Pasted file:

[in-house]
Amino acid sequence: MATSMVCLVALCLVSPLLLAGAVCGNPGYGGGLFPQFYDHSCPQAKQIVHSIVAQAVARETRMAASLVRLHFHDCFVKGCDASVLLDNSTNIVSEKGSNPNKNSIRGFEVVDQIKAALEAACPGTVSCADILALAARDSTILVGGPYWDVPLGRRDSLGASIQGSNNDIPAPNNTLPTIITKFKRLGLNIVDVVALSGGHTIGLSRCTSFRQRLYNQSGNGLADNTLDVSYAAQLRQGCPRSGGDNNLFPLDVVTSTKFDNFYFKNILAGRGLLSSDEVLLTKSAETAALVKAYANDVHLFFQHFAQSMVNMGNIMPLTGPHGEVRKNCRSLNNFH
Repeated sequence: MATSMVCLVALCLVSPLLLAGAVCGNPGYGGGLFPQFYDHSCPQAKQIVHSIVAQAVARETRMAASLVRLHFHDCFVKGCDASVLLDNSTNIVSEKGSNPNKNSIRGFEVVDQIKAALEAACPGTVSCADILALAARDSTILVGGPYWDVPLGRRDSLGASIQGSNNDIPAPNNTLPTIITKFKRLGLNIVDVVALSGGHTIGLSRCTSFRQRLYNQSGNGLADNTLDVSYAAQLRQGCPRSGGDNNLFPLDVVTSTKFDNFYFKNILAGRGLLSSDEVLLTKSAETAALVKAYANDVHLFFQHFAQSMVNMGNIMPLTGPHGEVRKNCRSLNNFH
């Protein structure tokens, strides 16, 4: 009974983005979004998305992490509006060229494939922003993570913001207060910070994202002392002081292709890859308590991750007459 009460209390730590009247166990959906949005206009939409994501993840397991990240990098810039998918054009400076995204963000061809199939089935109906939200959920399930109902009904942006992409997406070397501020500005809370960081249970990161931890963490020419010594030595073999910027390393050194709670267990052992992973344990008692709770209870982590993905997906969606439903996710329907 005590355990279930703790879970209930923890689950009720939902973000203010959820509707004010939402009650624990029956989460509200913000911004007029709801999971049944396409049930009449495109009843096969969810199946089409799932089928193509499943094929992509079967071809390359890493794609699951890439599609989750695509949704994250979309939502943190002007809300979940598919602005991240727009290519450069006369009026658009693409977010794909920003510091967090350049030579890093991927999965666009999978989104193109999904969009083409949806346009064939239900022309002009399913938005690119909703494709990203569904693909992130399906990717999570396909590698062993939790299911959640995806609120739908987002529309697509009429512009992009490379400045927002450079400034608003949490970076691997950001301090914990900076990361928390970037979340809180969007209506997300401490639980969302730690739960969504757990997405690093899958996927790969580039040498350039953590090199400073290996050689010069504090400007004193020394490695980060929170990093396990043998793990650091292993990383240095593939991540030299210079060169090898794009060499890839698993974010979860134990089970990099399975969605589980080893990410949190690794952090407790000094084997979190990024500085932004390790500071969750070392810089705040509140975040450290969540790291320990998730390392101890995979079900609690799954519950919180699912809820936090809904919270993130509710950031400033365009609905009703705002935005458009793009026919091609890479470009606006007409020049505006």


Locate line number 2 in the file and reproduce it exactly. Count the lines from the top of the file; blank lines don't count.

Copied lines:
Amino acid sequence: MATSMVCLVALCLVSPLLLAGAVCGNPGYGGGLFPQFYDHSCPQAKQIVHSIVAQAVARETRMAASLVRLHFHDCFVKGCDASVLLDNSTNIVSEKGSNPNKNSIRGFEVVDQIKAALEAACPGTVSCADILALAARDSTILVGGPYWDVPLGRRDSLGASIQGSNNDIPAPNNTLPTIITKFKRLGLNIVDVVALSGGHTIGLSRCTSFRQRLYNQSGNGLADNTLDVSYAAQLRQGCPRSGGDNNLFPLDVVTSTKFDNFYFKNILAGRGLLSSDEVLLTKSAETAALVKAYANDVHLFFQHFAQSMVNMGNIMPLTGPHGEVRKNCRSLNNFH